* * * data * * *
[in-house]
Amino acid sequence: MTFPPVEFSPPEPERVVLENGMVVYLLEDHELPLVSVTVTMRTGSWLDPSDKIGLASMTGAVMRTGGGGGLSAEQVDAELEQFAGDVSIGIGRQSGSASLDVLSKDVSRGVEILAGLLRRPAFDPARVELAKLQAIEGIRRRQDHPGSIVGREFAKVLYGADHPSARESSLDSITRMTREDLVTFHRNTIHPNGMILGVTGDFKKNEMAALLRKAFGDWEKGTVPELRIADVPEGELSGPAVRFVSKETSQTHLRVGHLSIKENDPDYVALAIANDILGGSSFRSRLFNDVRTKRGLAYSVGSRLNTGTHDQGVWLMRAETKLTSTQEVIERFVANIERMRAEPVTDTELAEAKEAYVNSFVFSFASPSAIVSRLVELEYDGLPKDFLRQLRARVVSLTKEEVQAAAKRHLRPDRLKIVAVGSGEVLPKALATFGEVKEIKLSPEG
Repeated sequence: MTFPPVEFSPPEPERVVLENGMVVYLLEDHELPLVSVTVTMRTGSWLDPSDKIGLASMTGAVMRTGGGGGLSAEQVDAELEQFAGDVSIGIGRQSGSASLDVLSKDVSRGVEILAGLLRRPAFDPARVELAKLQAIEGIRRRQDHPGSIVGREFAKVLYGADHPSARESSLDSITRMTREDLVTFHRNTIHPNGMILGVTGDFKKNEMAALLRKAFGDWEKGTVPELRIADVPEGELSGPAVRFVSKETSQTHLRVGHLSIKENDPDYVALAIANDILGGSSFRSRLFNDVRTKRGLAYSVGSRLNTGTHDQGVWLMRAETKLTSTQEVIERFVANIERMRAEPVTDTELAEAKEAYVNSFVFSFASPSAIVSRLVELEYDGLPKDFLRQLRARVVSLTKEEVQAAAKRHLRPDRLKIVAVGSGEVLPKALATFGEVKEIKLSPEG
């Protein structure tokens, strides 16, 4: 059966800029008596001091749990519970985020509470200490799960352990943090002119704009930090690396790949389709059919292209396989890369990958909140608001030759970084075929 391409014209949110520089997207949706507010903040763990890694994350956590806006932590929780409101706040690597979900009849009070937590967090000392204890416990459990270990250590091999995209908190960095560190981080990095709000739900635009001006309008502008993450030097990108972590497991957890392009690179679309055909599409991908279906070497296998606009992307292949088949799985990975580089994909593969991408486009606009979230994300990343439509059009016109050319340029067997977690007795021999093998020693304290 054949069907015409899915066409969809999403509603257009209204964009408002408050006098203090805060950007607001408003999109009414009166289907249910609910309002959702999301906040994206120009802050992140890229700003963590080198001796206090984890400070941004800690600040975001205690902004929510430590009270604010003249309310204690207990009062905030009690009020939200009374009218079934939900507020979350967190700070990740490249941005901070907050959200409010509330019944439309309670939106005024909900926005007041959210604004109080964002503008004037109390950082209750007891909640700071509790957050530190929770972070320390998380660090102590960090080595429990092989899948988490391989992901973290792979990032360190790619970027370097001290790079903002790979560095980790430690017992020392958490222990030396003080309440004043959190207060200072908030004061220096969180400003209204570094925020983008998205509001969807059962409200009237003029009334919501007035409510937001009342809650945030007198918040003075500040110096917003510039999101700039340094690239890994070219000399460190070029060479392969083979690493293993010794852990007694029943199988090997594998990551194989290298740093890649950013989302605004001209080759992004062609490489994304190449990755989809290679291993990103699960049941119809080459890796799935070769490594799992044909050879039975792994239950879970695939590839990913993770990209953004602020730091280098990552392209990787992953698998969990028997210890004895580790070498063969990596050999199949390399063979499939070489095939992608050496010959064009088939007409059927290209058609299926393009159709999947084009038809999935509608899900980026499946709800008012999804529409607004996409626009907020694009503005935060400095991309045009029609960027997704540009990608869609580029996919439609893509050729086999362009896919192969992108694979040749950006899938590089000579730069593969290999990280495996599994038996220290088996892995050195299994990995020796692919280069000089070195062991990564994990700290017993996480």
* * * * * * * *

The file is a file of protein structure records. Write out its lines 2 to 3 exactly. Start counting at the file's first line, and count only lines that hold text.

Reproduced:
Amino acid sequence: MTFPPVEFSPPEPERVVLENGMVVYLLEDHELPLVSVTVTMRTGSWLDPSDKIGLASMTGAVMRTGGGGGLSAEQVDAELEQFAGDVSIGIGRQSGSASLDVLSKDVSRGVEILAGLLRRPAFDPARVELAKLQAIEGIRRRQDHPGSIVGREFAKVLYGADHPSARESSLDSITRMTREDLVTFHRNTIHPNGMILGVTGDFKKNEMAALLRKAFGDWEKGTVPELRIADVPEGELSGPAVRFVSKETSQTHLRVGHLSIKENDPDYVALAIANDILGGSSFRSRLFNDVRTKRGLAYSVGSRLNTGTHDQGVWLMRAETKLTSTQEVIERFVANIERMRAEPVTDTELAEAKEAYVNSFVFSFASPSAIVSRLVELEYDGLPKDFLRQLRARVVSLTKEEVQAAAKRHLRPDRLKIVAVGSGEVLPKALATFGEVKEIKLSPEG
Repeated sequence: MTFPPVEFSPPEPERVVLENGMVVYLLEDHELPLVSVTVTMRTGSWLDPSDKIGLASMTGAVMRTGGGGGLSAEQVDAELEQFAGDVSIGIGRQSGSASLDVLSKDVSRGVEILAGLLRRPAFDPARVELAKLQAIEGIRRRQDHPGSIVGREFAKVLYGADHPSARESSLDSITRMTREDLVTFHRNTIHPNGMILGVTGDFKKNEMAALLRKAFGDWEKGTVPELRIADVPEGELSGPAVRFVSKETSQTHLRVGHLSIKENDPDYVALAIANDILGGSSFRSRLFNDVRTKRGLAYSVGSRLNTGTHDQGVWLMRAETKLTSTQEVIERFVANIERMRAEPVTDTELAEAKEAYVNSFVFSFASPSAIVSRLVELEYDGLPKDFLRQLRARVVSLTKEEVQAAAKRHLRPDRLKIVAVGSGEVLPKALATFGEVKEIKLSPEG